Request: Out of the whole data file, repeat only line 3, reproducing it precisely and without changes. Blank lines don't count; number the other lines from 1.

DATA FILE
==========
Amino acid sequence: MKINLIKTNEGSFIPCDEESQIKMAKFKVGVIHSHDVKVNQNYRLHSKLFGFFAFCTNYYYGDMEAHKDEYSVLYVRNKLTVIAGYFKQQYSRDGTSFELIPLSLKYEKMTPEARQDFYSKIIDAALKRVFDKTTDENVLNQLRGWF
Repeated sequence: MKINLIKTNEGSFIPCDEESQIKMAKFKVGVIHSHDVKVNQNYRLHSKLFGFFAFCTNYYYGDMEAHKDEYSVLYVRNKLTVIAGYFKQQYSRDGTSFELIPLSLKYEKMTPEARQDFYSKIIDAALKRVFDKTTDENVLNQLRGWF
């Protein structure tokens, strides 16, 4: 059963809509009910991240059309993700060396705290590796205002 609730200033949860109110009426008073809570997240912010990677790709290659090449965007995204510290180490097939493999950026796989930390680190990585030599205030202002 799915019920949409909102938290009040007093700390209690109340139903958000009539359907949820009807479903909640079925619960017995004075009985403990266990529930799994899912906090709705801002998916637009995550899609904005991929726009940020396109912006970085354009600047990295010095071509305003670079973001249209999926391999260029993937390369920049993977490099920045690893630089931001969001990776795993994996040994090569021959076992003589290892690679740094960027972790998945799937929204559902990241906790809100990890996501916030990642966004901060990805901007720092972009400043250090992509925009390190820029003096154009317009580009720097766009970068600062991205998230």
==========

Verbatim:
């Protein structure tokens, strides 16, 4: 059963809509009910991240059309993700060396705290590796205002 609730200033949860109110009426008073809570997240912010990677790709290659090449965007995204510290180490097939493999950026796989930390680190990585030599205030202002 799915019920949409909102938290009040007093700390209690109340139903958000009539359907949820009807479903909640079925619960017995004075009985403990266990529930799994899912906090709705801002998916637009995550899609904005991929726009940020396109912006970085354009600047990295010095071509305003670079973001249209999926391999260029993937390369920049993977490099920045690893630089931001969001990776795993994996040994090569021959076992003589290892690679740094960027972790998945799937929204559902990241906790809100990890996501916030990642966004901060990805901007720092972009400043250090992509925009390190820029003096154009317009580009720097766009970068600062991205998230």